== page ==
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FAQ: Customer Service Quality Assurance & Reviews

Quality assurance7 MIN READJan 1, 2022

FAQ: Customer Service Conversation Reviews on Klaus

Constant customer service feedback is the most efficient way to improve agents’ performance. So customer service reviews have become a common practice for all ambitious teams to include in their support QA process. 

Over the years at Klaus, we’ve talked to many support teams who are looking for the best ways to boost their quality. In this article we answer the most common FAQs that crop up. 

? Start here if you’re looking to impurrove your QA program! ?

What are customer service conversation reviews?

Internal quality reviews are a systematic way to assess how well your agents’ responses meet your standards. Reviews are an integral part of the customer service quality assurance process, helping you spot and improve upon weaknesses in process and performance. 

Just like with code review for software engineers or editorial processes for writers, the goal of customer service reviews is to have an extra pair of eyes to read and provide feedback for improvements.

Sometimes agents are reviewing each other’s interactions (peer-to-peer), sometimes a manager or QA specialist conducts internal reviews to provide feedback. 

FAQ: Customer Service Conversation Reviews on Klaus

Why should my support team conduct quality reviews?

Conversation reviews are the most efficient means of improving your support quality. Internal assessments pinpoint your team’s areas of growth and, with constant feedback, help your agents become better at what they do.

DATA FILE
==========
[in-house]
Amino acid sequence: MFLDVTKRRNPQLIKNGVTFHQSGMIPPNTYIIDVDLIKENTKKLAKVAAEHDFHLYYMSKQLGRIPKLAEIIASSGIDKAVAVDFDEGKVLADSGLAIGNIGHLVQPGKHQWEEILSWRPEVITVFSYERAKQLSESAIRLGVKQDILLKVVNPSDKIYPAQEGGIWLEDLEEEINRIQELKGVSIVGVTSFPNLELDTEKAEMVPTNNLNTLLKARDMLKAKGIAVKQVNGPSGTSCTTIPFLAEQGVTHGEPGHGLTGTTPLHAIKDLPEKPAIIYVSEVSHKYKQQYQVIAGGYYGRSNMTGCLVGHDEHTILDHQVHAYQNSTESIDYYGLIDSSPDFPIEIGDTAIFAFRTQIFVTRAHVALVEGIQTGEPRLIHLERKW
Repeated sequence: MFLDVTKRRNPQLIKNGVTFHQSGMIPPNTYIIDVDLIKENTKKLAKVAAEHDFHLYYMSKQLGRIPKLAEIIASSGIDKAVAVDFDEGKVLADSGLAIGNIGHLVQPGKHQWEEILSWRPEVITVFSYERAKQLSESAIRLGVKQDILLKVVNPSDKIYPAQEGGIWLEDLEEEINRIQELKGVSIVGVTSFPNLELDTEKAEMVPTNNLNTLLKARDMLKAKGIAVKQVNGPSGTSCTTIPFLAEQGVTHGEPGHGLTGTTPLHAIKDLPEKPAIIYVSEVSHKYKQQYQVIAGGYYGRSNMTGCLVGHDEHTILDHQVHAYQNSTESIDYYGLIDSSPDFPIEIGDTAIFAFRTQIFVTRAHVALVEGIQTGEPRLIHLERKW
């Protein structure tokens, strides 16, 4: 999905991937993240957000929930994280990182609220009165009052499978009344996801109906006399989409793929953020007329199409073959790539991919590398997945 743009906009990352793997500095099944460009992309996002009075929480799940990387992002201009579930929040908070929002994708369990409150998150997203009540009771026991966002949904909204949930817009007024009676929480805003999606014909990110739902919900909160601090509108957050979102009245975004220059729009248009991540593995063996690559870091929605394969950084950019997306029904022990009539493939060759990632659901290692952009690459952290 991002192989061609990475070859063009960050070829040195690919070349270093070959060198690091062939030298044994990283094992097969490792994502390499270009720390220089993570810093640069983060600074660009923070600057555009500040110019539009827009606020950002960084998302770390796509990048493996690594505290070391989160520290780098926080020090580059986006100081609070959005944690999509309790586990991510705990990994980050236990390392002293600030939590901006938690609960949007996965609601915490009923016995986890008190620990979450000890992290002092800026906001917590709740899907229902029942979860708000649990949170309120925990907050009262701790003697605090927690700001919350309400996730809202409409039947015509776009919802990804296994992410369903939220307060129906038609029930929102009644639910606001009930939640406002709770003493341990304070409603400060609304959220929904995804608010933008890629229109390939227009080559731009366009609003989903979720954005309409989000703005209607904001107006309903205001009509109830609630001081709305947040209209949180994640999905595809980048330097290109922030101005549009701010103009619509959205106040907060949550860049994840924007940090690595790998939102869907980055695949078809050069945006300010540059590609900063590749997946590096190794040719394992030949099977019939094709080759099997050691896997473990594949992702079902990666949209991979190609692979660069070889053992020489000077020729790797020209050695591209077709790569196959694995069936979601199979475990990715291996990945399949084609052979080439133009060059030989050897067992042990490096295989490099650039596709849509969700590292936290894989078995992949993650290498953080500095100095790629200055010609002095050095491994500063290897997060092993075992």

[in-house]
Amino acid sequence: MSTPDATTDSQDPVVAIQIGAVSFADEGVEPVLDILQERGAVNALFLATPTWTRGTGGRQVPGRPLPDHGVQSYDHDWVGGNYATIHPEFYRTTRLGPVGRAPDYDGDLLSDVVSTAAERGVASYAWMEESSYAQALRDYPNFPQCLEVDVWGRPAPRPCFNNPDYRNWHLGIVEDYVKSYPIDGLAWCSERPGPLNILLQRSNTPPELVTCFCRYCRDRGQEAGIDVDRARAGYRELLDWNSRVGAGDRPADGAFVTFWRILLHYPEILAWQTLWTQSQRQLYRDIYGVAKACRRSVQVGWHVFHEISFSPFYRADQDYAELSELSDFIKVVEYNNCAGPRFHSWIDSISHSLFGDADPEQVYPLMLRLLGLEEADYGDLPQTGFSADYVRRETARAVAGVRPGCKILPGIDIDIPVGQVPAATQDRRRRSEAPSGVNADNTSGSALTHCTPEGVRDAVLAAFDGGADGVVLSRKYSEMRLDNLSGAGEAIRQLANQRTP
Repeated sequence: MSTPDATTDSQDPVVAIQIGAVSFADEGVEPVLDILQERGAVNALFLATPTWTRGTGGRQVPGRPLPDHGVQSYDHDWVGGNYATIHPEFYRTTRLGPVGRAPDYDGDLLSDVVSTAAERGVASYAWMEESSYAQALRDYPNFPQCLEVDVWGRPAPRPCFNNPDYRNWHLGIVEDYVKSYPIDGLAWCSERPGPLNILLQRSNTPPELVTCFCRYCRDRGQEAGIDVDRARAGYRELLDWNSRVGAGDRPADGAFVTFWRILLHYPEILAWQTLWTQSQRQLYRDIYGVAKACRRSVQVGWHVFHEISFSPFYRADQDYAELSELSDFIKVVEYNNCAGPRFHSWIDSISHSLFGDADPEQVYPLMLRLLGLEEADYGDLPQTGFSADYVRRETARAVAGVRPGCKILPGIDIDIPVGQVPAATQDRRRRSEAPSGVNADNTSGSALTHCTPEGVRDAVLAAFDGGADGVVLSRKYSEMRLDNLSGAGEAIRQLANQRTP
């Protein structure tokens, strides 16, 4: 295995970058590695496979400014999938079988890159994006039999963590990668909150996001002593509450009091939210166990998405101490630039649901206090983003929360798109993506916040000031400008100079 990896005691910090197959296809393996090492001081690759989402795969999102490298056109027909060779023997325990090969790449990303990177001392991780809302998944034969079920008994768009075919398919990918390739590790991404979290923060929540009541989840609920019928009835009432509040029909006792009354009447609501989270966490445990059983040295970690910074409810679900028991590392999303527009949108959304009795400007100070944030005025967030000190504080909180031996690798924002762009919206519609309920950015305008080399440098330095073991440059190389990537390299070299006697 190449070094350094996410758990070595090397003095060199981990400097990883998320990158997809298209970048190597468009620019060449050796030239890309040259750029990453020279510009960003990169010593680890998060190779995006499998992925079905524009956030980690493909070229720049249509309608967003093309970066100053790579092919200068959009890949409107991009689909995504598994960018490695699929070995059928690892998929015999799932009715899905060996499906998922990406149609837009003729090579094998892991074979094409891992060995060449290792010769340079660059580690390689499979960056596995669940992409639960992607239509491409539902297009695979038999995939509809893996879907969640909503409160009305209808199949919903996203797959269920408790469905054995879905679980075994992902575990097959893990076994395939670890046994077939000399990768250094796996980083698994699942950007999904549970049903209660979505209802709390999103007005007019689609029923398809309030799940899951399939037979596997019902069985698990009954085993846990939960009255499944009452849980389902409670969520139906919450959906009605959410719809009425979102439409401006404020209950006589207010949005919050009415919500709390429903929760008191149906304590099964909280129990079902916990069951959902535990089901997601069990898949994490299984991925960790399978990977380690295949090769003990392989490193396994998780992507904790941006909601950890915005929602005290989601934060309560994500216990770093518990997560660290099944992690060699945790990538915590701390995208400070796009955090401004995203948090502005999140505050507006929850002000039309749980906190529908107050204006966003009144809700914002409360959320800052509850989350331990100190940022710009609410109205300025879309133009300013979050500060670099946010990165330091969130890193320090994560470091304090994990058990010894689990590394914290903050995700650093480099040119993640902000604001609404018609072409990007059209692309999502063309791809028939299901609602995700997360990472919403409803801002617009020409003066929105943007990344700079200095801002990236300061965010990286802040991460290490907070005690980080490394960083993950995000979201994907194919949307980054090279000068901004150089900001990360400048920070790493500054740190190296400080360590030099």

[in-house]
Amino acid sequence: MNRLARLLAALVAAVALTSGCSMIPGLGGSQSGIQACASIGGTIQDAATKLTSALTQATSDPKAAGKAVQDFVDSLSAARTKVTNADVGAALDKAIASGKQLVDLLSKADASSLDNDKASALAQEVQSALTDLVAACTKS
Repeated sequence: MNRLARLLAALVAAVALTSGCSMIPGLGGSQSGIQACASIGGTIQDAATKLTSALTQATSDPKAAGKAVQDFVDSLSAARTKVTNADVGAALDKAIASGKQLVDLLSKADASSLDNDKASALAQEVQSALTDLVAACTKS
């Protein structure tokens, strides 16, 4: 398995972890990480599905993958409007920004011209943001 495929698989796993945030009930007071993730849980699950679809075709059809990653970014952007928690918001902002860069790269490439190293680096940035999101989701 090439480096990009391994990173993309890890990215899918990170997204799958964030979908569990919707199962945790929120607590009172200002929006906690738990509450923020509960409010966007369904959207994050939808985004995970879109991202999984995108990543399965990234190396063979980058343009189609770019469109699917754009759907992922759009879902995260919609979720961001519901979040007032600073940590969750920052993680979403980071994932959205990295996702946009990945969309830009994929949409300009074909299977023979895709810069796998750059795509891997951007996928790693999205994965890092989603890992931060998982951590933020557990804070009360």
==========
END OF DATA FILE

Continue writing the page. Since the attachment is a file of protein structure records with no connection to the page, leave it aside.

Here are the main benefits of including conversation reviews in your support QA process:

  • Gain control over your support quality: find your team’s knowledge gaps and provide actionable feedback that helps your agents boost their performance.
  • Bring consistency into your support interactions: analyze your team’s conversations across all channels to make sure that customers always get excellent treatment, regardless of the agent approached or platform used.
  • Build team coherence: knowing that all agents are held to the same bar makes the entire team work harder towards the same goal.
  • Track and report your team’s progress: conversation reviews allow you to keep an eye on your Internal Quality Score (IQS) and notice any changes in your support quality that need your immediate attention.

Conversation reviews provide accurate insight into how well your support team is performing. While customer-based metrics like CSAT, CES, and NPS reflect how satisfied your customers are with your product and services, IQS – the metric of conversation reviews – gives you an internal perspective on the quality of your support.

Read more about why CSAT is not enough here.

FAQ: Customer Service Conversation Reviews on Klaus

Which support interactions should I review?

Most support teams analyze only the conversations that customers have rated negatively to understand what went wrong. However, that doesn’t give you a complete picture of how your team is doing.

To get an overview of the quality of your customer service, you should review your interactions based on the following principles:

  • Look into the interactions that have been rated by your customers. Analyze why your team received negative ratings but pay attention to those conversations that received positive feedback, too. There’s a lot you can learn in both cases.
  • Analyze the most complex conversations. Our Complexity Filter shows the conversations which consist of more than just a quick back-and-forth. Looking into these conversations will give you an overview of where customers (and maybe agents) are struggling. 
  • Go through the interactions you’ve had with your churned customers. This can give you valuable insight into the reasons why people unsubscribe from your services or stop buying from you.

Top tip:

Klaus’ data visualization tool Conversation Insights is an excellent way to dig into different sections of your support interactions, and find the most important conversations to review.